'No way rural hospitals can afford to pay that': Many hospitals raising travel nurse pay amid COVID-19 surges

Hospitals across the U.S. are competing for nurses amid the pandemic, with some significantly raising wages to secure staff, reports The Dallas Morning News.

In Sioux Falls, S.D., nurses can make more than $6,200 a week, and a job in Fargo, N.D., offered more than $8,000 a week, according to posts cited by the publication. 

"That is a huge threat," said Angelina Salazar, CEO of Grand Junction, Colo.-based Western Healthcare Alliance, a regional network of 29 small hospitals in Colorado and Utah. "There's no way rural hospitals can afford to pay that kind of salary."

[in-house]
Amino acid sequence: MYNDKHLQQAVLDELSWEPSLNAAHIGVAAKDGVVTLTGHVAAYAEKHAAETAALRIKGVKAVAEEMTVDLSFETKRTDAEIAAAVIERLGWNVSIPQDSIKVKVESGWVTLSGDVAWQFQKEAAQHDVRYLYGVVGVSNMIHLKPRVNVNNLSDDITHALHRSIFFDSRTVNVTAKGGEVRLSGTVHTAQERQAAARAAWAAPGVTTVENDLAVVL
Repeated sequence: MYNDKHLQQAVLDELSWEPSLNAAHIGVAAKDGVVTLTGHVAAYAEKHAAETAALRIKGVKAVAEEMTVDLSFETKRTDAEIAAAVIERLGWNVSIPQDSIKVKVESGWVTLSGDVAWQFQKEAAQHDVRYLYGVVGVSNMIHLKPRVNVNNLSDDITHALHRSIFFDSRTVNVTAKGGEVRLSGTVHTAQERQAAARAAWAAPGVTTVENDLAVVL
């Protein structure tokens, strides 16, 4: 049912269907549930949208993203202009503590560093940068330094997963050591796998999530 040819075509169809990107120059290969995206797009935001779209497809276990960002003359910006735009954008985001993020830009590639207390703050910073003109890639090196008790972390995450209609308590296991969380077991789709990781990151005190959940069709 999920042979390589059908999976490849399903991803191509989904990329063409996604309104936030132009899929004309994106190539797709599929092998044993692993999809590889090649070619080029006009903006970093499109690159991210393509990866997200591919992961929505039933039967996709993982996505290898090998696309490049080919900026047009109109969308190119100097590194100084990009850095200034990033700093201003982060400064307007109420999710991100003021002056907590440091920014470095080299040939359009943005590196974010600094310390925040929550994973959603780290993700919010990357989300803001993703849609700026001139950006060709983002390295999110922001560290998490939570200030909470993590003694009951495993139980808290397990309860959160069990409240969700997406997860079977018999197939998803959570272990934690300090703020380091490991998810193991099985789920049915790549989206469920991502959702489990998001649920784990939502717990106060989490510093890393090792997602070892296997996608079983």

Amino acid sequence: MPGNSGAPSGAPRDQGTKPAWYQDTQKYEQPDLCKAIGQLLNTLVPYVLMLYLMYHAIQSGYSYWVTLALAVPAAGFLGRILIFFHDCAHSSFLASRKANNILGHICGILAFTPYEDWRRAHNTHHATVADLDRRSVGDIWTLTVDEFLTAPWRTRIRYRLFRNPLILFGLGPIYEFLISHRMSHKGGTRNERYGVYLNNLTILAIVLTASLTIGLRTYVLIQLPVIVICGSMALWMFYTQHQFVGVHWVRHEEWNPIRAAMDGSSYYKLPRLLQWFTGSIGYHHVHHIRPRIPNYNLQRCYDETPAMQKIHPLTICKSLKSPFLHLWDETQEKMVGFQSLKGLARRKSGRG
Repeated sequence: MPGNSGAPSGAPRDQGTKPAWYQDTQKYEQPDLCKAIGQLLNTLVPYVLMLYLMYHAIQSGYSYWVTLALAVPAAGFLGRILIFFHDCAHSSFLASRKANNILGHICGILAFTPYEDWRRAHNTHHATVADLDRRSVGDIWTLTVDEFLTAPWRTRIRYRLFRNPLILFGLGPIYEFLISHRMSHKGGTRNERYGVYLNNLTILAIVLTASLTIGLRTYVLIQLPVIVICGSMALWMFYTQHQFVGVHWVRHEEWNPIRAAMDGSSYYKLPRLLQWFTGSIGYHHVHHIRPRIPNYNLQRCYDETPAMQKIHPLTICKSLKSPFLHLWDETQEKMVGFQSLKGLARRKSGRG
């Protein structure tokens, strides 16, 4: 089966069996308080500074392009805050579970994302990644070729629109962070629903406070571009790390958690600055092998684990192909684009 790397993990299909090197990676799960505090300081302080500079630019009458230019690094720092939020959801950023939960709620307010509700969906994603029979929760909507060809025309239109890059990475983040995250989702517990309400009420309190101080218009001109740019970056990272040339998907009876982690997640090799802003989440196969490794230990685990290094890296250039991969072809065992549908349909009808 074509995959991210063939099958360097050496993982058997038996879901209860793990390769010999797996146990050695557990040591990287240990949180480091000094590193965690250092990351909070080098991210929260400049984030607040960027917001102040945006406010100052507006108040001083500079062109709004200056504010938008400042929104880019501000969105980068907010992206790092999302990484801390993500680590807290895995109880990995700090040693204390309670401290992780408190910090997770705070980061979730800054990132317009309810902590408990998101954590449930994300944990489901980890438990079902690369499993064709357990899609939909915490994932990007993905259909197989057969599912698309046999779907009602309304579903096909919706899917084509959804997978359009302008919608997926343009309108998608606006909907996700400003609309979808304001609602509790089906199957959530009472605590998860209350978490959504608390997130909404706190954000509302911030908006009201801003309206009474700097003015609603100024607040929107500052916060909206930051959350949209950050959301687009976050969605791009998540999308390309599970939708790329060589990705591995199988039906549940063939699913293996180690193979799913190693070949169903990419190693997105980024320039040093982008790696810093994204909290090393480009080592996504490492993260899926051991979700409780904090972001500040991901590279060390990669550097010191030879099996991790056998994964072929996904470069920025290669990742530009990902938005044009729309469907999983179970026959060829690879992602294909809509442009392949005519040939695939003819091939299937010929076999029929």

Some hospitals are paying exorbitant wages to secure nurses, which may shift the supply of nurses toward more affluent areas, leaving rural and urban public hospitals short-staffed. 

Overland Park, Kan.-based Krucial Staffing, which sends healthcare workers to disaster locations, has a base rate of $95 an hour, CEO Brian Cleary said. 

"Right now, we're at our highest volume we've been," said Mr. Cleary, noting that some nurses working overtime are making around $10,000 a week. However, the high-paying job doesn't come with health insurance.

Amber Hazard, RN, began as a traveling ICU nurse before the pandemic and said large wages during the pandemic come with a hidden price. "How your soul is affected by this is nothing you can put a price on," she said.

 

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